Welcome to the Friday Loose Bloggers Consortium where Ashok, Conrad, gaelikaa, Grannymar and I write on the same topic. Please do visit the linked blogs to get five different flavours of the same topic. Today’s topic has been chosen by Grannymar. Grannymar is lucky! Of all of us, she would know most about this topic.
“True silence really means going deep within yourself to that place where nothing is happening, where you transcend time and space. You go into a brand new dimension of nothingness. That is where all the power is. That is your real home. That is where you really belong, in deep Silence, where there is no good or bad, no one trying to achieve anything. Just being, pure being. Silence is the ultimate Reality.”
~ Robert Adams.
Way back in 1978, I was on the fast track career-wise and burning the candle at both ends with a great deal of social obligations. My dear friend Sultan advised me to take to Transcendental Meditation (TM) made popular by the Beatles. Sultan had heard a lecture on the benefits of this technique and thought that I may yet be saved if I took to it. I did. After only about a week of regular practice ie. twice a day for twenty minutes each session, there was so much change in me that Urmeela wanted to learn and she did. Both of us regularly meditated and that was the turning point in my life, both in my career and personal life. Nothing else changed. The pressures of the career and social obligations remained, but I changed .
It simply meant that I was contacting that Silence that the opening quote talks about and the contacting was impacting my mind and body in a very positive way.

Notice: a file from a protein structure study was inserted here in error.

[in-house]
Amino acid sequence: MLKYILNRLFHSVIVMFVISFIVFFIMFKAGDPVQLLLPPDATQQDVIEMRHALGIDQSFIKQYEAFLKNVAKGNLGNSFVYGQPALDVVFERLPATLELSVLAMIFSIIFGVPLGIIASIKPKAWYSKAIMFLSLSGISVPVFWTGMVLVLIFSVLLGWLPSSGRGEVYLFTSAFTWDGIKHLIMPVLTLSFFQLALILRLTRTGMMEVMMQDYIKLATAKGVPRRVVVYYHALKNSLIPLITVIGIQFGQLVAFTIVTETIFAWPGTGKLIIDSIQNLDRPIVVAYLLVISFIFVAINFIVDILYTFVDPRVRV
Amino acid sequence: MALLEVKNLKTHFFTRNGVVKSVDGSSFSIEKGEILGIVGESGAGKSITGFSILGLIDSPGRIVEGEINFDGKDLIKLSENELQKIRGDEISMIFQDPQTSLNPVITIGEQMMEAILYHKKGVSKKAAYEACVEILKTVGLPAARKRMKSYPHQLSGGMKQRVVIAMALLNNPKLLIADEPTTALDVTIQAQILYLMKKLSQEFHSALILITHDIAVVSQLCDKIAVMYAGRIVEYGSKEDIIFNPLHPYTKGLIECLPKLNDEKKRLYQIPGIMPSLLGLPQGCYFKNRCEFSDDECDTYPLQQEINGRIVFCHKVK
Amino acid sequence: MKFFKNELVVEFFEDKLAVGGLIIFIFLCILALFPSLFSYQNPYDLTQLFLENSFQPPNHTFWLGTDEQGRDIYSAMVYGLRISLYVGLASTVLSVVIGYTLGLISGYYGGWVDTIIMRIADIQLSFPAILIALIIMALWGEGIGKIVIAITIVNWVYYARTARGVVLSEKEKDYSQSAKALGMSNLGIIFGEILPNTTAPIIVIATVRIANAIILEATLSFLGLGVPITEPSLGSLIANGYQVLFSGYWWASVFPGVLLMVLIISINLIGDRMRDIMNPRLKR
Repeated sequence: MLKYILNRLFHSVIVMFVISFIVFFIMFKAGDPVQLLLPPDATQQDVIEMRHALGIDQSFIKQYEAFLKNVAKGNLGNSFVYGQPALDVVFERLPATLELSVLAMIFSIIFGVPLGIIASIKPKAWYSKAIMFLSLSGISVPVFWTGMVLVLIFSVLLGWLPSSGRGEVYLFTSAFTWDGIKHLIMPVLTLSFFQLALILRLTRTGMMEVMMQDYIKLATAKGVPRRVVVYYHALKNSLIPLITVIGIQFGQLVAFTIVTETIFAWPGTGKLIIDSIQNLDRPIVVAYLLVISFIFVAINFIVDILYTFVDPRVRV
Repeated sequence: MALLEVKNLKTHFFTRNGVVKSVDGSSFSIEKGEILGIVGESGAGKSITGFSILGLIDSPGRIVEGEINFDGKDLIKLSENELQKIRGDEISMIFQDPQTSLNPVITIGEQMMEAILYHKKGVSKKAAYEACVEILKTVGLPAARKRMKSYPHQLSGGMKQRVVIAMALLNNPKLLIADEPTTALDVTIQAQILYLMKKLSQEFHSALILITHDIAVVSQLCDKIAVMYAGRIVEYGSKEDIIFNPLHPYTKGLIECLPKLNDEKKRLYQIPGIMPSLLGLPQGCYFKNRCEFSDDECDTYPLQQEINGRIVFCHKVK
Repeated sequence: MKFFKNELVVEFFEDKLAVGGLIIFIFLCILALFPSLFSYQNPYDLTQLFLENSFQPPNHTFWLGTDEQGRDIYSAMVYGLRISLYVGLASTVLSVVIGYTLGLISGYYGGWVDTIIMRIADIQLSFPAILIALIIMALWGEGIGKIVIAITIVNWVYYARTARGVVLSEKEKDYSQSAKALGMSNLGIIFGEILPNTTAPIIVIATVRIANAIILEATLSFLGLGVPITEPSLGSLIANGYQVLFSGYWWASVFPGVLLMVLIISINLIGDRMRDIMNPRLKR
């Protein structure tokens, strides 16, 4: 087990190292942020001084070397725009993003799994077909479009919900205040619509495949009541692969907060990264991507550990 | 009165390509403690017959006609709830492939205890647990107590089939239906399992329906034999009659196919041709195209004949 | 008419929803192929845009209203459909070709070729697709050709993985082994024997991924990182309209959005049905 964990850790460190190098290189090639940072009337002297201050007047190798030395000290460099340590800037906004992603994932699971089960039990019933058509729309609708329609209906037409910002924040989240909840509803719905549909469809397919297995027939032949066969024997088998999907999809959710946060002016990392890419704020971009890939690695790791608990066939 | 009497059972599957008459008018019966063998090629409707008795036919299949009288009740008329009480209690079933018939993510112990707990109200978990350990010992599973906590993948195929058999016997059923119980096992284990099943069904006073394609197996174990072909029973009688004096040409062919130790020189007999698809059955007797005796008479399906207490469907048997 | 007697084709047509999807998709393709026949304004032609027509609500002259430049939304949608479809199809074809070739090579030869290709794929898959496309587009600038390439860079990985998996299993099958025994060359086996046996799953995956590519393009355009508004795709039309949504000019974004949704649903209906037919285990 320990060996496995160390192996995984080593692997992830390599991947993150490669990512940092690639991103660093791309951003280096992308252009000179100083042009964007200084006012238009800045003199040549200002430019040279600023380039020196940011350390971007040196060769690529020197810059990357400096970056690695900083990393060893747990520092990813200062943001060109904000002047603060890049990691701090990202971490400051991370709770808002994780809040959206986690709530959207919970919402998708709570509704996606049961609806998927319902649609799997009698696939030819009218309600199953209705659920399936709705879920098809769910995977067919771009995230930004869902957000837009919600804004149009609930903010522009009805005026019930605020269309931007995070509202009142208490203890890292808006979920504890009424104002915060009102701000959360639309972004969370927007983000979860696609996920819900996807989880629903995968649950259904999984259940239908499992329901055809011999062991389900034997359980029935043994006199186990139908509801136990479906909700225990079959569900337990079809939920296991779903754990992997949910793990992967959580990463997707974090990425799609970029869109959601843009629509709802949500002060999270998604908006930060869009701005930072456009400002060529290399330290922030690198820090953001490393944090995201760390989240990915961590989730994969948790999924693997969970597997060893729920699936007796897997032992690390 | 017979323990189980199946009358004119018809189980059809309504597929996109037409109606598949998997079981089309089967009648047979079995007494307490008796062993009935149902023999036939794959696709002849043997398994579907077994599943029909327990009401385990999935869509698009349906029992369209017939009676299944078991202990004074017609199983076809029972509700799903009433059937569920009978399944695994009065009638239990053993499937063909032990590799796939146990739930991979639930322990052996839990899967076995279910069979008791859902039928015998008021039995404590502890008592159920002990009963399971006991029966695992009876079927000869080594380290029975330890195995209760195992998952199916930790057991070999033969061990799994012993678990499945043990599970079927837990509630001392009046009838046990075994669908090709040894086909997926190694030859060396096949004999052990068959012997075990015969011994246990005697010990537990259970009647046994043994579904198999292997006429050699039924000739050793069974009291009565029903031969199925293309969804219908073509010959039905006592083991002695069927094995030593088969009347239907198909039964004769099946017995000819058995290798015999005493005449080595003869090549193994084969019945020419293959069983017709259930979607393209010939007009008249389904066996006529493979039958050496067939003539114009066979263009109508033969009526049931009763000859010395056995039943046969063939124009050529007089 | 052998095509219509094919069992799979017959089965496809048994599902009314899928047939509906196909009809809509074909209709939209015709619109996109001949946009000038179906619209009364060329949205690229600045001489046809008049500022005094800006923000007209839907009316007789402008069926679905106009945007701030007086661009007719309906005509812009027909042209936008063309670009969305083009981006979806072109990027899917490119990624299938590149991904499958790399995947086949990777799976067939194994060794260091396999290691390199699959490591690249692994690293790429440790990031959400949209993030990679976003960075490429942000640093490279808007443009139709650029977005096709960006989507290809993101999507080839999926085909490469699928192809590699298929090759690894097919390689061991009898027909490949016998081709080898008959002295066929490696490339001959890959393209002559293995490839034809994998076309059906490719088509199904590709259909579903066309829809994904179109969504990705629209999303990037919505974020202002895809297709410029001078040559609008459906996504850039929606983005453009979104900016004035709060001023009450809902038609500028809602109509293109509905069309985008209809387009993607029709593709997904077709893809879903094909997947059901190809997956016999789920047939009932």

That exposure led me to study Indian spirituality for the first time and that has remained my first priority reading till today. It also led me to seek others on the same path and my spiritual progress has been enriched by those connections.
Six years later, in 1984 my mentor and boss at work, challenged me to successfully complete a ten day meditation camp to learn and practice Vipassana meditation. The requirements were to agree to ten days of total silence, no intoxicants and abstinence. Not one to let a challenge pass by, I attended a camp – and got hooked. So did Urmeela, once again seeing the beneficial effect it had on me. Both of us switched over to Vipassana. I started attending a minimum of one full 10 day camp and one or two short camps every year till, other compulsions made it impossible for me to go away for such long breaks from normal life. My practice however continues and I can no longer be without that daily dose of meditation. The exposure to such intense silence and meditation changed me completely.
The single most important aspect of meditation is the getting in touch with the Silence. All other benefits sucha s, increasing mindfulness, understanding and internalising impermanence, are byproducts, as beneficial as they may be. In that Silence lies my present and future.
Naturally, I prefer that Silence even during non meditation times and have been able to become a good listener because of that preference. This has had the unintended result of my becoming a mentor for many people who seek me out. I inevitably guide them to start any form of meditation that they will be comfortable with. I do not teach them, but guide them to teachers who can. I have seen some remarkable changes taking place in them with that, the most important being less agitated and stressed.
Silence and solitude go hand in hand. It is ecstasy when I can get it. I can be very creative and mindful in whatever I do, thanks to the regular getting in touch with my Silence in solitude.